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France: Education strikes on the agenda
MORE THAN 250,000 teachers and youth demonstrated in France on 20 November. At the same time half of all teachers were on strike. It was the first national strike day in all the sectors of national education - nursery, primary, secondary and university - since last May. It was a massive mobilisation.
Leila Messaoudi, Gauche Révolutionnaire, France
Teachers are fed up with the huge amount of attacks launched by the government of Sarkozy-Fillon-Darcos. Teachers' working conditions and study opportunities for the young are worsening quickly, with cuts in jobs and budgets. These government 'reforms' are in order to adapt education to the economic needs of the bosses.
The attacks are simultaneously against each part of the education public service, from the Ecole maternelle (free nursery schools for three to six year-old children) through to universities. This explains the success of the strike. The economic crisis and the bailouts to banks and bosses from the government have also strengthened workers' anger.
A sign of the anger was the number of people attending general assemblies held by trade unions. Usually, these meetings are empty but this time a lot of teachers came along, with hundreds present in a lot of regions and départements.
The strike's success has opened up the potential for building a national strike movement. That probably explains why the National Education minister, Xavier Darcos, was so aggressive and angry in his declaration on the morning of the strike. He said: "Nothing will change, the cuts will continue... More than 11,200 jobs in 2008, 13,500 next year..."
He denounced "the culture of striking with 33 days of strikes since 2000 in the sector". He attacked the trade unions as the most "conservative part" of the teacher body and said that "demonstrators have to realise that France is moving quicker than their contingents in demonstrations!" (RTL radio, 20 November)
The government is doing its utmost to stop the strikes and is trying to discredit the movement. For several months, Darcos and Fillon (prime minister) have succeeded in embroiling the trade union leaderships in the government's agenda.
In September and October, the union leaderships were arguing the need to 'modernise national education' and the danger of the so-called "empty seat" policy. But recently they couldn't stay any more in the government's round table discussions, such is the scale of the attacks. Now, the success of the strike is putting pressure on them.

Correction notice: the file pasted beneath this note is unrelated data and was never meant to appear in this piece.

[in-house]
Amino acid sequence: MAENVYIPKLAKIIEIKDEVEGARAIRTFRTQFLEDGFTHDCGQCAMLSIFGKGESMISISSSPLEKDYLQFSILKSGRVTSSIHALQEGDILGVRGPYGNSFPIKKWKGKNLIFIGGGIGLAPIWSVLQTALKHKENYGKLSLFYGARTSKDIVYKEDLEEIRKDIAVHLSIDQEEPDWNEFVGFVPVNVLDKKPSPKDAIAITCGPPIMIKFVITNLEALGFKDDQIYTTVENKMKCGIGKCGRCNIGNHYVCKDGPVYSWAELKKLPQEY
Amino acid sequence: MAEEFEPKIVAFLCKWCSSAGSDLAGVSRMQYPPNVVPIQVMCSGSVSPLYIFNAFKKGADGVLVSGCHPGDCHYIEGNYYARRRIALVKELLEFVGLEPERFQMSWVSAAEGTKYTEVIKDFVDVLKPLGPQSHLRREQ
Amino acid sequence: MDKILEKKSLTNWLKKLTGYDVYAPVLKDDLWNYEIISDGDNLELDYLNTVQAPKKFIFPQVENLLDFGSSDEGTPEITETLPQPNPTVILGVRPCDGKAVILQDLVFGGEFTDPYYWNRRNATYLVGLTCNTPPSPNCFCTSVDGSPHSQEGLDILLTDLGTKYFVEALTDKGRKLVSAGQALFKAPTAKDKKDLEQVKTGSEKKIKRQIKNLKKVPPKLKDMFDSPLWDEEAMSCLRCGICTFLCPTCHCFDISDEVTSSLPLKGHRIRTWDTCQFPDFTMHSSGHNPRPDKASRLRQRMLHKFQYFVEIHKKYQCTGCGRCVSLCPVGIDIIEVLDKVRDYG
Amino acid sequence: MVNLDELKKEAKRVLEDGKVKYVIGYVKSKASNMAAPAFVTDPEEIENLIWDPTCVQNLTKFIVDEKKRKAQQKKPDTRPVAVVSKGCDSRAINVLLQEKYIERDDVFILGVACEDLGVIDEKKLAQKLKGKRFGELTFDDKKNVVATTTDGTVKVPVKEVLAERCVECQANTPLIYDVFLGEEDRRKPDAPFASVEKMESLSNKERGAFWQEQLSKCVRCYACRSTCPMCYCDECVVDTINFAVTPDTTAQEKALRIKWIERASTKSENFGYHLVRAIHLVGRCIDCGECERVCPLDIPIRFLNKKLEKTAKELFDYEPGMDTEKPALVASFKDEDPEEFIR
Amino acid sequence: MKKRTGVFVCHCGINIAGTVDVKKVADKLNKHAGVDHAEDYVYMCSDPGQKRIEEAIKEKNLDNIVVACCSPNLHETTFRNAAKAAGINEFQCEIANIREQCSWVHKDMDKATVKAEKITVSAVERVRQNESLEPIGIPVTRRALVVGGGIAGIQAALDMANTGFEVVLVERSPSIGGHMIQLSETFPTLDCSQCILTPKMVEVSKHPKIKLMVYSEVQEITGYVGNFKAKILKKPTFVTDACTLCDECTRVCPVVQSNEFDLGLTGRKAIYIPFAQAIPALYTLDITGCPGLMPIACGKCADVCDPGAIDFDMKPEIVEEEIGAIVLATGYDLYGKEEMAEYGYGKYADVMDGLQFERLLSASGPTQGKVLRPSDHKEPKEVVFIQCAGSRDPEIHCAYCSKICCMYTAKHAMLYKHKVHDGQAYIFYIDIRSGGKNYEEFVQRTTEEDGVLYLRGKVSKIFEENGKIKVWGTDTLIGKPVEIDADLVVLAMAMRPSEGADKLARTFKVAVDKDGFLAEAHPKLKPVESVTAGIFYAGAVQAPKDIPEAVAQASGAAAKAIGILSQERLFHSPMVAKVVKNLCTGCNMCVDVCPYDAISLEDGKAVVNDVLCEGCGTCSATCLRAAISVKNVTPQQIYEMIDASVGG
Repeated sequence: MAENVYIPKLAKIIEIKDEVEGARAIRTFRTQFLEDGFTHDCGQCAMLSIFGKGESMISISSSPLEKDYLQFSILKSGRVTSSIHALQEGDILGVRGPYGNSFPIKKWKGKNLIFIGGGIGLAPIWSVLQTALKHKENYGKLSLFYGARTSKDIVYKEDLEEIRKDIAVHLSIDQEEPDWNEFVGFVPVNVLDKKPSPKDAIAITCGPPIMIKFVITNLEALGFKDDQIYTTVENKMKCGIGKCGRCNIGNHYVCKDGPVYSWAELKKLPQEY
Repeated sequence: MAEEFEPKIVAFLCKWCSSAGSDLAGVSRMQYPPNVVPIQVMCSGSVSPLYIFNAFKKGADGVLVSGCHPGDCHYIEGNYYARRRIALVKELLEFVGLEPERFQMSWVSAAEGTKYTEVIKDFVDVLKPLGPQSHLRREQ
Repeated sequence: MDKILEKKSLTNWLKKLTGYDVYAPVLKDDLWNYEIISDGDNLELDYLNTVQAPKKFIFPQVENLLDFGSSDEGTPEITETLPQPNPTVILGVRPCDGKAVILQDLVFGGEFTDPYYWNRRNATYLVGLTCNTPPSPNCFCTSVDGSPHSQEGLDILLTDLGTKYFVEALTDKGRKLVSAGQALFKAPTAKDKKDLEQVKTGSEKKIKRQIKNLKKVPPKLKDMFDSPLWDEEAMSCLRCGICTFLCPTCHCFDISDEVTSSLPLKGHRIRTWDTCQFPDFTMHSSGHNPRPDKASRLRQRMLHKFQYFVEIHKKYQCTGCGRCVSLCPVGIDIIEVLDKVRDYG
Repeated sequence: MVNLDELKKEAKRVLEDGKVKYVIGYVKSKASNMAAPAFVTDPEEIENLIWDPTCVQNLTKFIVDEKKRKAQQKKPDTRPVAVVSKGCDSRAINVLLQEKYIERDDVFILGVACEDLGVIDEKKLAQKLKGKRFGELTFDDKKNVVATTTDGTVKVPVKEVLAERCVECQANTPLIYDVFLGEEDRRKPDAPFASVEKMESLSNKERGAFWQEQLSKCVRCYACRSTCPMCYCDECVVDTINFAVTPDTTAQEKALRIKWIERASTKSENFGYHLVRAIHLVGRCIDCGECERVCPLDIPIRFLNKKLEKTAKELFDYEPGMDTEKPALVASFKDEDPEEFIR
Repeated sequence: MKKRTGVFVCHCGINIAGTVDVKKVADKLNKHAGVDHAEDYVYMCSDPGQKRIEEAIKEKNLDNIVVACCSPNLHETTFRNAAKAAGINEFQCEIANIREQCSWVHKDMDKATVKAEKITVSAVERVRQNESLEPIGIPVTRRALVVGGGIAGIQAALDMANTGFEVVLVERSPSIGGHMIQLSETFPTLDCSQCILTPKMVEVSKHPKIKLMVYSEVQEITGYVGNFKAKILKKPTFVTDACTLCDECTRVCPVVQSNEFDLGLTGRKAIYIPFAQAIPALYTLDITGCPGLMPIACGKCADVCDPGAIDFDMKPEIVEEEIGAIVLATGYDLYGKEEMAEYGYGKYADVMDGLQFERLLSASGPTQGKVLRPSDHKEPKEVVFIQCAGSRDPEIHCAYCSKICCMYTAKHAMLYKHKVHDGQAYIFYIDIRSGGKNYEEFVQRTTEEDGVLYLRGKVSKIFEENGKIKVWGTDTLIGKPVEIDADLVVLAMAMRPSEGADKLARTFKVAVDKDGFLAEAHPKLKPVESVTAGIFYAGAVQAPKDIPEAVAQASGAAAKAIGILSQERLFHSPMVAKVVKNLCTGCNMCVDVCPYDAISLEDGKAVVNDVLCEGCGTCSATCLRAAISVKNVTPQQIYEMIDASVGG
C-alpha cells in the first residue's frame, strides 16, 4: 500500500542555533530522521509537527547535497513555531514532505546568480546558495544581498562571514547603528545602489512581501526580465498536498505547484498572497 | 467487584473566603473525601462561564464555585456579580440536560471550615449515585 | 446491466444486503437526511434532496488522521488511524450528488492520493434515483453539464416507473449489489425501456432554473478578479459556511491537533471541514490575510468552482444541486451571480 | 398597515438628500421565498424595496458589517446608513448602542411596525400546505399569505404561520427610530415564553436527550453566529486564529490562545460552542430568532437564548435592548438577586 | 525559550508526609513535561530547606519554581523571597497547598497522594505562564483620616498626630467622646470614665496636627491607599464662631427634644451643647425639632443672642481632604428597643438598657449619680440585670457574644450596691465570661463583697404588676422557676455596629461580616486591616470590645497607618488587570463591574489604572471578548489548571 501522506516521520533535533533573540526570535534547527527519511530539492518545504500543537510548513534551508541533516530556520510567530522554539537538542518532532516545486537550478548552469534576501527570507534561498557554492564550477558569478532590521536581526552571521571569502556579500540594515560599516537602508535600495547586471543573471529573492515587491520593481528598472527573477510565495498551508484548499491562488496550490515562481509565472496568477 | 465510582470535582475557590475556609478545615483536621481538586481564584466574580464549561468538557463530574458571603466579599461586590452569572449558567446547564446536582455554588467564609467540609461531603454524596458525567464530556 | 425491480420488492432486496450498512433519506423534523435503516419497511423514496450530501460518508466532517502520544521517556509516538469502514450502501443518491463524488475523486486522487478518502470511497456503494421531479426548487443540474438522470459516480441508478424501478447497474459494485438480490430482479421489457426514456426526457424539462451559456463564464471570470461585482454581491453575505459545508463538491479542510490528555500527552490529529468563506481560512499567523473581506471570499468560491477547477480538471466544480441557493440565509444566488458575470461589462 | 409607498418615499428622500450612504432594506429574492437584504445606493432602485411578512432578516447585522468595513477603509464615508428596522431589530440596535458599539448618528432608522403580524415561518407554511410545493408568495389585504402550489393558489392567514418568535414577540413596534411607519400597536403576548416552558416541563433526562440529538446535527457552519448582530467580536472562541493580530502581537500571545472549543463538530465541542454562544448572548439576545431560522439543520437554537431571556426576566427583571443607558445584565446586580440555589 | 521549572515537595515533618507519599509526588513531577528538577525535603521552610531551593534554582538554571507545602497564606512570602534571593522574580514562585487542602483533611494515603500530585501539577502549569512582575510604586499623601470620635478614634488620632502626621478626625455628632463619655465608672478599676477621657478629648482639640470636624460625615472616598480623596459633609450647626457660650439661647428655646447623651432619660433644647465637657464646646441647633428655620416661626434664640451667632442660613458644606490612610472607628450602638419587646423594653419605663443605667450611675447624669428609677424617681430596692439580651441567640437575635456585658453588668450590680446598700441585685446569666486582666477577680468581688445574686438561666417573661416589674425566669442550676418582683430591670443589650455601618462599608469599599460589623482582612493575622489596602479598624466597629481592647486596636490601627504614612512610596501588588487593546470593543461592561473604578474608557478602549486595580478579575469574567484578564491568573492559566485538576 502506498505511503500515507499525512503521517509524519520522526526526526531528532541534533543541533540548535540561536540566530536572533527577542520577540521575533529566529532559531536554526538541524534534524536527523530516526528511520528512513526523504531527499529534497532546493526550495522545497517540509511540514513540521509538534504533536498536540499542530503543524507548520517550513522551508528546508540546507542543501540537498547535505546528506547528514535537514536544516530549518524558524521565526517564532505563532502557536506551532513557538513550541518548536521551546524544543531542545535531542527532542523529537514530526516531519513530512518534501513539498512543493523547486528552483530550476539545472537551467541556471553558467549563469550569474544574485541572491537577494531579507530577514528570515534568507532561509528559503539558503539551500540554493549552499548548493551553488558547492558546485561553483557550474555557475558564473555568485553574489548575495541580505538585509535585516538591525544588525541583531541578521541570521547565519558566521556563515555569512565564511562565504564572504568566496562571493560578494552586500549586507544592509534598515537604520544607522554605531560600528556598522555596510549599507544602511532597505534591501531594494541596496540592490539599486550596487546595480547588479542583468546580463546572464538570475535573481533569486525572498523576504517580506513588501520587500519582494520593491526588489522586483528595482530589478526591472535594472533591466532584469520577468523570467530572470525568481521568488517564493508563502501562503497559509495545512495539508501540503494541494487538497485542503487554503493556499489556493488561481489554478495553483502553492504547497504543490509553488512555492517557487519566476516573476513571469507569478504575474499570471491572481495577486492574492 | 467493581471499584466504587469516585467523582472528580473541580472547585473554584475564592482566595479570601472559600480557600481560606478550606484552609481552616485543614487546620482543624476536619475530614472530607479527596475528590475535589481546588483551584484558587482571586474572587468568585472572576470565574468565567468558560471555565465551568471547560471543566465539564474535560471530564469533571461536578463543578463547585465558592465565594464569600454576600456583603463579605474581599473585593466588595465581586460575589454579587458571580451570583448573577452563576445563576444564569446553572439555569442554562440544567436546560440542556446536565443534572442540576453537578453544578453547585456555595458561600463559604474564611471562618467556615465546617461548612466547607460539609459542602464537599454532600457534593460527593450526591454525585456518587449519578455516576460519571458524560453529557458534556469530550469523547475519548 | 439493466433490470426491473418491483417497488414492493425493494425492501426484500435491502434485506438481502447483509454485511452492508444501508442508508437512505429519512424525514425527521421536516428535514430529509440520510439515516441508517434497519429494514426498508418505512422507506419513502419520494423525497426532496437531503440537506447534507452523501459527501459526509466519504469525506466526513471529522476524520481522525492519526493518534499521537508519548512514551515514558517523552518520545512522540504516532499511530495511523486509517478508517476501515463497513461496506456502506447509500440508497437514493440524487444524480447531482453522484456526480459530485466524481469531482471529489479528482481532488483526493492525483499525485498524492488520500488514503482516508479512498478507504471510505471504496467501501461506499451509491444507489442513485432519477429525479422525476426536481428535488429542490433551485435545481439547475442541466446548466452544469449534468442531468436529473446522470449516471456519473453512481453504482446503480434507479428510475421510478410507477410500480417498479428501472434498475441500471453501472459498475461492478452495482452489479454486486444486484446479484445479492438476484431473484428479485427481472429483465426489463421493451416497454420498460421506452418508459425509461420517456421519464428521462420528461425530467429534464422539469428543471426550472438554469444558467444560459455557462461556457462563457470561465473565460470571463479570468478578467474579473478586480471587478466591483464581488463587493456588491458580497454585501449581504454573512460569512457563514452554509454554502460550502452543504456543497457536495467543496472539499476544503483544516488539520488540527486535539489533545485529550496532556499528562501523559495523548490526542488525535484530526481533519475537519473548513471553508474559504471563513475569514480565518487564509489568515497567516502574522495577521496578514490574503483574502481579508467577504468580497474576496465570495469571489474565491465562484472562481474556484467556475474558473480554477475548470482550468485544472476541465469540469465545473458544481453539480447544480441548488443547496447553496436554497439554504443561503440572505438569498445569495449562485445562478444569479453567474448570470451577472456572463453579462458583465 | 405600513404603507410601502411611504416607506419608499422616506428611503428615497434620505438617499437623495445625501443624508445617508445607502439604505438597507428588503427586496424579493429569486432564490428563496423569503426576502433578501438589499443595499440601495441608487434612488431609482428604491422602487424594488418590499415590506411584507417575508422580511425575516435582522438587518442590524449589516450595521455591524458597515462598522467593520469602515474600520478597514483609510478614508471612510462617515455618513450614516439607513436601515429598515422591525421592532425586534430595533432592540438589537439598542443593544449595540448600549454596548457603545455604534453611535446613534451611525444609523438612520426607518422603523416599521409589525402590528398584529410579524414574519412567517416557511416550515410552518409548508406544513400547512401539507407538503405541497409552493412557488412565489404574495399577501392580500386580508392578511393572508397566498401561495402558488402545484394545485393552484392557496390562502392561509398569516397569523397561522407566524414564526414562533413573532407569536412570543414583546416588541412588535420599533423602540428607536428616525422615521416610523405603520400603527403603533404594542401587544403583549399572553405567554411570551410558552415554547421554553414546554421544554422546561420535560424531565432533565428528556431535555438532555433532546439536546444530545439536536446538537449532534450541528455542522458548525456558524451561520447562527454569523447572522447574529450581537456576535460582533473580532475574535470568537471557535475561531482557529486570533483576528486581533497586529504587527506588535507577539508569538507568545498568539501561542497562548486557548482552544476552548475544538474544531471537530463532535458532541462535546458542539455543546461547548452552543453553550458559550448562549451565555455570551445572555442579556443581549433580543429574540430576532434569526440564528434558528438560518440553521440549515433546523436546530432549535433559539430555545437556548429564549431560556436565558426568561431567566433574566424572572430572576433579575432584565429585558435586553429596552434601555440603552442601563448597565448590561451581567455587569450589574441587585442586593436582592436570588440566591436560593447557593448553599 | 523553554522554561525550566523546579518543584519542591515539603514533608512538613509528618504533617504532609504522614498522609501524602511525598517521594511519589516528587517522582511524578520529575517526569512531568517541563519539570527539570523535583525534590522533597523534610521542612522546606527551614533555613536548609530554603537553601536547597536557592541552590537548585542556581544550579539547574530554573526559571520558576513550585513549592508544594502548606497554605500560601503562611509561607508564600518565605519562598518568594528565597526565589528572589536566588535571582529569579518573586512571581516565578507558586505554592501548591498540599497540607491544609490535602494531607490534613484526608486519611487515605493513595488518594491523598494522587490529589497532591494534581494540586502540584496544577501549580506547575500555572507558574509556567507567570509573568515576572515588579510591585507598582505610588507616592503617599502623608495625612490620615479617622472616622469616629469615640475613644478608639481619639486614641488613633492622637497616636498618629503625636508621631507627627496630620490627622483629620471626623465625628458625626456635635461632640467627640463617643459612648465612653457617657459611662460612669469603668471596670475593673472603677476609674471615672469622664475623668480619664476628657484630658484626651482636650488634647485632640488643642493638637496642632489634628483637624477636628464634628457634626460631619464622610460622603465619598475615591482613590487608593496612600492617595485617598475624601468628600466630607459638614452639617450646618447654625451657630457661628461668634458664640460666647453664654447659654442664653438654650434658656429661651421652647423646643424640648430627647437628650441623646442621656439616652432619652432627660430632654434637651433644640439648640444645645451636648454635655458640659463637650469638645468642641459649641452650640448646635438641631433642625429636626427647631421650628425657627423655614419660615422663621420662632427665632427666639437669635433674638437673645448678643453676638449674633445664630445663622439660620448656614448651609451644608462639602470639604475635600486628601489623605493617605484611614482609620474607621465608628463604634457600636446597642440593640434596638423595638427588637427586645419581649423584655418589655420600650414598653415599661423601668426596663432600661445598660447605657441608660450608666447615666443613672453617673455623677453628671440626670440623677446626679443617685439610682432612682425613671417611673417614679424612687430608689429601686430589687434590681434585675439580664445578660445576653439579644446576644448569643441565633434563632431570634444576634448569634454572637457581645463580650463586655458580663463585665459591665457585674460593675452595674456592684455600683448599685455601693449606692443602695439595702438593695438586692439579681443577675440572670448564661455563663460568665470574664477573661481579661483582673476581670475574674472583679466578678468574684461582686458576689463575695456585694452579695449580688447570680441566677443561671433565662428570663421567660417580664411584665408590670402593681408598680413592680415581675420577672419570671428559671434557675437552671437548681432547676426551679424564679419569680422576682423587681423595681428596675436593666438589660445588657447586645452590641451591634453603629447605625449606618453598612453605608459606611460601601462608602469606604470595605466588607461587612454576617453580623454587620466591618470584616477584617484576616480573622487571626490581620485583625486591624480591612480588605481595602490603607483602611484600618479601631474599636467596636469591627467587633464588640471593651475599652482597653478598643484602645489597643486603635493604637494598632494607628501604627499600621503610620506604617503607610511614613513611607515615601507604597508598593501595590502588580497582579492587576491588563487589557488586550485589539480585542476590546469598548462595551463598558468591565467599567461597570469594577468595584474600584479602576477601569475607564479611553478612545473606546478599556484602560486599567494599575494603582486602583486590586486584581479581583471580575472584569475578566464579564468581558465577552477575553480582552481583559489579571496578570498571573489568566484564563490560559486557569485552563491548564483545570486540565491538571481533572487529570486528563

In several regions, general assemblies have already called for new strike days on 25 and 27 November or both, depending on the region. The trade union leaderships are clearly under pressure to call for a new strike very soon but for now are refusing to do so.
The next general assemblies will have to fight to impose a new strike. This is what Gauche Révolutionnaire (CWI in France) members are doing this week in their unions and local assemblies. There is a huge potential, especially with the primary school teachers, that the mobilisation could develop into several days' strike.
In Rouen, our young comrades organised the strike by mobilising the week before. Successfully, a dynamic contingent with 200 school students attended the demonstration. It was often the same school students who mobilised last year, alone, against the baccalaureate reform. And it's clear that next week, they will be in the streets again.
In the current political and economic climate, a movement of teachers and youth in France will quickly affect other sectors. In fact, mobilisations and strikes have taken place in: La Poste (postal service) against privatisation, Air France workers over pensions, by railway workers and local community workers.
We need to build the struggle against the government and the bosses around these strikes. But we also need to link all the sectors together. That is why workers and youth have to fight for an all-sectors national strike day in December: around common fighting aims - against privatisation, cuts in the public sectors and against closures and sackings in the private sector such as the car industry, for example in Peugeot-Citroen.
We should refuse to pay for the capitalist crisis. We can put pressure on the trade union leaderships and build a mass movement against Sarkozy and the bosses based on the general assemblies through a fighting programme of actions and strikes.
That what Gauche Révolutionnaire, is fighting for in the current struggles, inside the unions and involved in the new anti-capitalist party launched by Olivier Besancenot and the LCR. We can offer a genuine anti-capitalist programme, with real socialist measures to oppose capitalism.
In The Socialist 26 November 2008:
Socialist Party NHS campaign
Environment and socialism
Socialist Party editorial
Socialist Party workplace news
Socialist Party campaigns
Socialist Party feature
Socialist Party women
International socialist news and analysis